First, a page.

Renewables’ share of electricity generation has increased to record levels according to the latest government figures which claim that solar PV accounted for around 9% of renewable generation in 2015.

The data released by the Department of Energy and Climate Change (DECC) yesterday suggests energy from renewables reached a record 83.3 TWh last year, representing almost a quarter (24.7%) of all electricity generation. This record achievement for renewables shows an increase of 28.8% from 2014 when renewables generated 19.1% of the country’s electricity.

By the end of the year this had increased further, with DECC’s figures showing that renewables’ share had reached 26.9% in the final quarter of 2015, up 5% from Q4 2014. At the end of Q4 2015, onshore wind and solar photovoltaics had the highest share of capacity at approximately 30% each.

However, this share increase was helped by an overall reduction in electricity generation, which was down by 2% compared to the year before. This had a 0.5% contribution to the 5% increase in the renewables share.

Solar PV capacity reportedly increased by 3.5 GW over the year, leading to the increase from 6.3% of renewable generation in 2014. The majority of this growth is said to have come from large scale sites under the Renewable Obligation, particularly in Q1 ahead of the early closure to these sites in April 2015.

The new figures also show that solar PV represented the majority of both installations (99%) and installed capacity (83%) confirmed on the feed-in tariff scheme at the end of Q4.

However, DECC has repeatedly revised upwards its deployment estimates having originally suggested just 3.1 GW had been installed in 2015. The increase noted in yesterday’s figures means DECC’s figures are drawing closer to the 3.9 GW estimate made by Solar Intelligence earlier this year.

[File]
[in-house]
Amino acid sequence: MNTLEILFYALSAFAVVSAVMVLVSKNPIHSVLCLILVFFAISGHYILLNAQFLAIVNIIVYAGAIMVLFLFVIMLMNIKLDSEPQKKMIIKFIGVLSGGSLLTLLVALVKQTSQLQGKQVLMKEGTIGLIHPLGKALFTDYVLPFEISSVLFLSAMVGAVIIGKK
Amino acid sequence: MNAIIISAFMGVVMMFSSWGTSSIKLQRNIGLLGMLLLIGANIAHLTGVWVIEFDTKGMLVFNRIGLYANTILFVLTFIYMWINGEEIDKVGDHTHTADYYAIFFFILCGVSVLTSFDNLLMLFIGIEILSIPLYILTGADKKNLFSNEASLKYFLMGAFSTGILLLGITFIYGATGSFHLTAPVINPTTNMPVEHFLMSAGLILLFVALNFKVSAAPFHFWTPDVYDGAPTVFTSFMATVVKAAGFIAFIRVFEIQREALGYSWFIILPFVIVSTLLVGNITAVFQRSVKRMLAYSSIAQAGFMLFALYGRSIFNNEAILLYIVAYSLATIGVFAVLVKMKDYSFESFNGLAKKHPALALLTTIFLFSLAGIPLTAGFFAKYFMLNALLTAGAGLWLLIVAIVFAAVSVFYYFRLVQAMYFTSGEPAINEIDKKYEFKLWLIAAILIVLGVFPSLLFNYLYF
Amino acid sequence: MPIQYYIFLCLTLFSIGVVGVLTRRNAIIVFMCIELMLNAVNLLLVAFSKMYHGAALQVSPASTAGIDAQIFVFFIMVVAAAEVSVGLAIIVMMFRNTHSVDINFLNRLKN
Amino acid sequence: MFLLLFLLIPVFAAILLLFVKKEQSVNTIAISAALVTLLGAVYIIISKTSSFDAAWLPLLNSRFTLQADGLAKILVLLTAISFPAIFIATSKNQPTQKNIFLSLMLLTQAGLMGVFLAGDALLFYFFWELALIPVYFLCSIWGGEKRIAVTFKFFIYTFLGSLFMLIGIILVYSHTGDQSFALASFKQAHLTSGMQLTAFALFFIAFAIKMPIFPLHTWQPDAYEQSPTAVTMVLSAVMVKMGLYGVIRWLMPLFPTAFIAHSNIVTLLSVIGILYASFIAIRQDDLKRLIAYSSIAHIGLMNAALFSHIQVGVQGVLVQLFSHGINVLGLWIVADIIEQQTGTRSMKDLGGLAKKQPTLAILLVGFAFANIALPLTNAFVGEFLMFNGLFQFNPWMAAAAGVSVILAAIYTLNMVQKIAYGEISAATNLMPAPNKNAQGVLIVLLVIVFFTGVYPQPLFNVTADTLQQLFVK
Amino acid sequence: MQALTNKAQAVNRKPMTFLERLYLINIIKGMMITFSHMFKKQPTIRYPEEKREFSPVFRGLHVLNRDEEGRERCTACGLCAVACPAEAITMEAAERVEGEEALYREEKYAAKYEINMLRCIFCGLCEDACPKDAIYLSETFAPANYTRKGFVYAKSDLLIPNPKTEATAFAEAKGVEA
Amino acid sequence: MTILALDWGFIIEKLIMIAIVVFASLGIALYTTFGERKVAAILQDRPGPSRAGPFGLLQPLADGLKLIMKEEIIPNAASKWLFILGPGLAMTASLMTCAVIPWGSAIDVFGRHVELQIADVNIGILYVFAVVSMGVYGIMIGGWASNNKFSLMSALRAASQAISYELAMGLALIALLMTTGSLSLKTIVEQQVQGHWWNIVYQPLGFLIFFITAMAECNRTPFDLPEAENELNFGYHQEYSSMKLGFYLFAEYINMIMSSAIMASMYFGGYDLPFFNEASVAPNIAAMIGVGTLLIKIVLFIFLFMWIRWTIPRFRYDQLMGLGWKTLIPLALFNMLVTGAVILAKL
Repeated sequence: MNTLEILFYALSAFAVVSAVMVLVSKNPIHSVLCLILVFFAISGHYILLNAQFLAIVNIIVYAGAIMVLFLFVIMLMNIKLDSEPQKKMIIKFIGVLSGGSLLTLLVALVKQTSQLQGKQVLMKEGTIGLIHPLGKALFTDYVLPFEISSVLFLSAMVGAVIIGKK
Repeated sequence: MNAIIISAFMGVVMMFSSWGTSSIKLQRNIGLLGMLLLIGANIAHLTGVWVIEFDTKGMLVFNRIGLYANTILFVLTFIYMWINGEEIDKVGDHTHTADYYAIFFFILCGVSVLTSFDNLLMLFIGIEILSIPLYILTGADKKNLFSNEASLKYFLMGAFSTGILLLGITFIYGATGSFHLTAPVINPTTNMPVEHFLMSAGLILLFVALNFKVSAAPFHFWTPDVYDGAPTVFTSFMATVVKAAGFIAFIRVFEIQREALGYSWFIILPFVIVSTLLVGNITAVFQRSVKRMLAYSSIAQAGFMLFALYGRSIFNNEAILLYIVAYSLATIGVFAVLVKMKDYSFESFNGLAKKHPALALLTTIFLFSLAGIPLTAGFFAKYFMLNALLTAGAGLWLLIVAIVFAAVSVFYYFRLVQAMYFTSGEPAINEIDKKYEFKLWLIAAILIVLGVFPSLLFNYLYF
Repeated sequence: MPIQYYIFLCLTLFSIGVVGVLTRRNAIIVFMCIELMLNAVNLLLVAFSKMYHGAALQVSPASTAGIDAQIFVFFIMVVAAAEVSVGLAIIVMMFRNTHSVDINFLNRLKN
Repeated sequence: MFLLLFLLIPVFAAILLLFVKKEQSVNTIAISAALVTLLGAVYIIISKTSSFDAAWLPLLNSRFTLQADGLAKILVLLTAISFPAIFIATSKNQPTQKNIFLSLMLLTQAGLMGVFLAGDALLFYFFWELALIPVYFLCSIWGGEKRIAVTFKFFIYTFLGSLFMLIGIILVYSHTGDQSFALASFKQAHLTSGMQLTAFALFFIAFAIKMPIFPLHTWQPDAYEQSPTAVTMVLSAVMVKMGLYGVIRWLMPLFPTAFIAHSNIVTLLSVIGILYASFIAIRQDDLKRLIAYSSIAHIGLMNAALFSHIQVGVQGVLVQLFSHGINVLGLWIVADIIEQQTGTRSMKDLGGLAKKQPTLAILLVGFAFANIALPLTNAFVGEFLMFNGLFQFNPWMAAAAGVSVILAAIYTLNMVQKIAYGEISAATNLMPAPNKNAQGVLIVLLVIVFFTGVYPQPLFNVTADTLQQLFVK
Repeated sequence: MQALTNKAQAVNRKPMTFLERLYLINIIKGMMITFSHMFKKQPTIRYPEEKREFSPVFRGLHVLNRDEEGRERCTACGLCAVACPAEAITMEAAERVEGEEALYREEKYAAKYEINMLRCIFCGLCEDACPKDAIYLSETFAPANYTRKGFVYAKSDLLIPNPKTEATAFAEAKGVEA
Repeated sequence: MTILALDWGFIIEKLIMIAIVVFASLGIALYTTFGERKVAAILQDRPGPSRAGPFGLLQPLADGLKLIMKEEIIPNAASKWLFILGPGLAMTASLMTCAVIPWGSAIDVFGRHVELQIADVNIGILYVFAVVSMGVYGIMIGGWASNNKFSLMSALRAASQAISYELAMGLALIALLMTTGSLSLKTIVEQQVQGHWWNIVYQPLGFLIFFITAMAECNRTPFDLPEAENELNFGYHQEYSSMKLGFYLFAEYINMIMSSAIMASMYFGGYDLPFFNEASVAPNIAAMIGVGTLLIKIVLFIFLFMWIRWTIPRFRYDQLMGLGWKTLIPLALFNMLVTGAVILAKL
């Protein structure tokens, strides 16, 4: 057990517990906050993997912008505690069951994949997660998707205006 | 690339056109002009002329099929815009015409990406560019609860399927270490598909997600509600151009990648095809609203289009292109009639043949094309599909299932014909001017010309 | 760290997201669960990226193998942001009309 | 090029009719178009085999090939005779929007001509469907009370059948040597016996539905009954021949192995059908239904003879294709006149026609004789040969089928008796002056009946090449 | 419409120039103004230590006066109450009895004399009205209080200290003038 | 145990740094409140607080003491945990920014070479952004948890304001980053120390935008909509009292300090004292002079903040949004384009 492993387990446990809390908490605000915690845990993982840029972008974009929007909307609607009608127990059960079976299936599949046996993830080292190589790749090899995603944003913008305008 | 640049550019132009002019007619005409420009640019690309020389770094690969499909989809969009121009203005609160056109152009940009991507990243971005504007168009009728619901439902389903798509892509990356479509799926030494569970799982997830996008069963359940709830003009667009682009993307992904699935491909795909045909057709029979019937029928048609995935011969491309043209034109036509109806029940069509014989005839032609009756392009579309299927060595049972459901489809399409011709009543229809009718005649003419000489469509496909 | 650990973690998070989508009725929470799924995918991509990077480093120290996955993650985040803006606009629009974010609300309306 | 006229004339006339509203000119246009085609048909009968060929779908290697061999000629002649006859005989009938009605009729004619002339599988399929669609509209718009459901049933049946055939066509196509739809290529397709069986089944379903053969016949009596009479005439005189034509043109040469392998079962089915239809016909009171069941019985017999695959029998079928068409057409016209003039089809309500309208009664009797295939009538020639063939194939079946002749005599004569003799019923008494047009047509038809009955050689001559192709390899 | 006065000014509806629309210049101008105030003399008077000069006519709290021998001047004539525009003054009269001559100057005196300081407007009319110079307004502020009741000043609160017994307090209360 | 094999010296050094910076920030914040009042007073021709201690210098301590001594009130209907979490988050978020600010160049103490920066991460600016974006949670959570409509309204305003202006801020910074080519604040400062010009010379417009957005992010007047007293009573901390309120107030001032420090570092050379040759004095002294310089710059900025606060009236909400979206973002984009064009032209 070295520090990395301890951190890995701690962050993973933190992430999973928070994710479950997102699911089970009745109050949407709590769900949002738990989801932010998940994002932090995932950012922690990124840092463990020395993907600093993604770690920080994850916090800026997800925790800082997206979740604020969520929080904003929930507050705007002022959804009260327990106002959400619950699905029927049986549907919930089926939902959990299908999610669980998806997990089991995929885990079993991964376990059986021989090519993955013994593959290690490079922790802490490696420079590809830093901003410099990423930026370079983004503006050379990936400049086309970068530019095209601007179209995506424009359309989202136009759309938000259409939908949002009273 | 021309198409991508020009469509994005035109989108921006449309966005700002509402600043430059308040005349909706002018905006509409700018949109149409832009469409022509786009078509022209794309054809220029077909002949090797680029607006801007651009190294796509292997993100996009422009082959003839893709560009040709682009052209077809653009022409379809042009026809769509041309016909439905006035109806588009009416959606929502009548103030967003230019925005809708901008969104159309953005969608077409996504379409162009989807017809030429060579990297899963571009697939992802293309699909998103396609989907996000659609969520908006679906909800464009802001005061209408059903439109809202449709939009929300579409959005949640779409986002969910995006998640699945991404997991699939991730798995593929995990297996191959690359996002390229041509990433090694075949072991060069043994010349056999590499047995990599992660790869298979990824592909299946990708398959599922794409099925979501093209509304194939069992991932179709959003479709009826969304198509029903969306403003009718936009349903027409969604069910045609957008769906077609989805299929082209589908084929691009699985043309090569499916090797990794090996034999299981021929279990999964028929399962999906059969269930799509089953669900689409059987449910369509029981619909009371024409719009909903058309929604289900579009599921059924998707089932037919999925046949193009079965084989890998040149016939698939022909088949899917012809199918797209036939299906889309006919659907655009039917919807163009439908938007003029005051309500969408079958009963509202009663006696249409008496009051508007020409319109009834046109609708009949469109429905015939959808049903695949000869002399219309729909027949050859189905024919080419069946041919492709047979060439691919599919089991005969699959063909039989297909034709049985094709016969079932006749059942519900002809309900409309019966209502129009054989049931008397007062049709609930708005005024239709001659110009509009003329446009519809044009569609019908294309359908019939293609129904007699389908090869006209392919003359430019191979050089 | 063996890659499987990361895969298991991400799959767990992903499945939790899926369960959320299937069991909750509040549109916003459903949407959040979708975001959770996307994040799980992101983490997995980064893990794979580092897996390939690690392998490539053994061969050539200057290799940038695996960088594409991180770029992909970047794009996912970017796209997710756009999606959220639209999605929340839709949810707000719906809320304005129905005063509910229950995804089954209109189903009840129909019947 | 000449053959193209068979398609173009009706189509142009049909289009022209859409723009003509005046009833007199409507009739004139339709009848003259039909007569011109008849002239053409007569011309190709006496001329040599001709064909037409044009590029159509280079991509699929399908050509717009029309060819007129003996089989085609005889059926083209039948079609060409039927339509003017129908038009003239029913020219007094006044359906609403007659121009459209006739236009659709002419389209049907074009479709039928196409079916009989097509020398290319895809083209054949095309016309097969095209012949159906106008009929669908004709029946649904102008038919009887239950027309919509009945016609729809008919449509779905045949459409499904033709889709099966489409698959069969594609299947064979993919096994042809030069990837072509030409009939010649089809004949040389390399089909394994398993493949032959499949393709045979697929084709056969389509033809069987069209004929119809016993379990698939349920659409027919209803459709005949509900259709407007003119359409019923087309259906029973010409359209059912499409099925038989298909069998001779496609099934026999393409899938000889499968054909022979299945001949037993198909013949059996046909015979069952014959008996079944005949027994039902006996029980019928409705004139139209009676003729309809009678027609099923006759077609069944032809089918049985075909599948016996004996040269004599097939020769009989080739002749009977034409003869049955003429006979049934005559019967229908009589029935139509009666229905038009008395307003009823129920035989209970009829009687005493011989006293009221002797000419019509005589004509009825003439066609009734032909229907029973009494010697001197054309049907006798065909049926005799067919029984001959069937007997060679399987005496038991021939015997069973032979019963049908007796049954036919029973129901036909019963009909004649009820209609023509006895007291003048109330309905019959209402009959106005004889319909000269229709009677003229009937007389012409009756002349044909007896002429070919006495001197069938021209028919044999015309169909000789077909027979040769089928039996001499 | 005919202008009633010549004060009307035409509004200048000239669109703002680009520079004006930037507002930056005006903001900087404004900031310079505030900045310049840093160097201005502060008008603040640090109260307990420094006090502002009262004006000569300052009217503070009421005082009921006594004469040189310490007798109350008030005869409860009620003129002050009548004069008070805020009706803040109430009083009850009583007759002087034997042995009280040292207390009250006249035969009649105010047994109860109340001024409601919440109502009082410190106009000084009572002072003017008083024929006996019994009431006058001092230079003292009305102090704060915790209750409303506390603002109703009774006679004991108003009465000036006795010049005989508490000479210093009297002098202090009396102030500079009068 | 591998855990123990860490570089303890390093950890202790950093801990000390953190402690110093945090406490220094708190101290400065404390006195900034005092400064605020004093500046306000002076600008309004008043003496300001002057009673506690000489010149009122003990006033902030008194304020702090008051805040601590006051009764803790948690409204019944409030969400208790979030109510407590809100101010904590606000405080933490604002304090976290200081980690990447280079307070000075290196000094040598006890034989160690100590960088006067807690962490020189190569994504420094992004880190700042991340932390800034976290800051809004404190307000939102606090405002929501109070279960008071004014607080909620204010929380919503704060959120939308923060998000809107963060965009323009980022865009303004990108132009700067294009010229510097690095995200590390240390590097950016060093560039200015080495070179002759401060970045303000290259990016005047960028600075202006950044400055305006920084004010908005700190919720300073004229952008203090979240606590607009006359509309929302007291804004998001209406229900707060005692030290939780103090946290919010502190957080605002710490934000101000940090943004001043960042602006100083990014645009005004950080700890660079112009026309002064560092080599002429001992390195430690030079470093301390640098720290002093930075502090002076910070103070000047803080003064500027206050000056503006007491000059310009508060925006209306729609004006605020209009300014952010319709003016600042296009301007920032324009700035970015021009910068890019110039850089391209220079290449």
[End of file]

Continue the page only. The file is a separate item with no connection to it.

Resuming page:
Increased renewables deployment has also had an impact on consumer bills, with wholesale energy prices falling consistently throughout 2015 as renewable deployment rose. While the government claims to have cut subsidy payments – paid for through consumer bills – to keep household costs low, scaling back on this support could see overall prices rise.

As well as potentially failing to protect households from rising bills, the government could also be putting its own targets at risk. Despite this record breaking growth rate for overall clean energy, the Renewable Energy Association has claimed the government will still need to do more to increase capacity if it is to reach its legally binding 2020 renewable energy targets.

While it is expected that the target of 30% renewable electricity will be reached, continued failures in the decarbonisation of the heat and transport sectors means the government may need to overshoot its existing target. Analysis by the REA suggests instead that the UK will need to hit 44% to 45% sourced from renewables by 2020 to meet its overall binding target for the electricity sector.

This would require the 2015’s renewable electricity growth rate of 5% to continue year-on-year but following recent cuts to the FiT, the early closure of the RO to new solar and the scaling back of support for other renewable technologies, it is unclear how this will be achieved.

James Court, head of policy and external affairs at the REA said: “On the face of it, it appears that the government will meet its renewable electricity target of 30 per cent by 2020. In reality, due to the significant failure to increase the rate of renewables in the heating and transport sectors, the REA projects that we will clearly miss our overall renewable energy target.

“There is a desperate need for policy certainty and a clear electricity plan that doesn’t gamble everything on new nuclear, in addition to urgent action for renewable heat and transport.”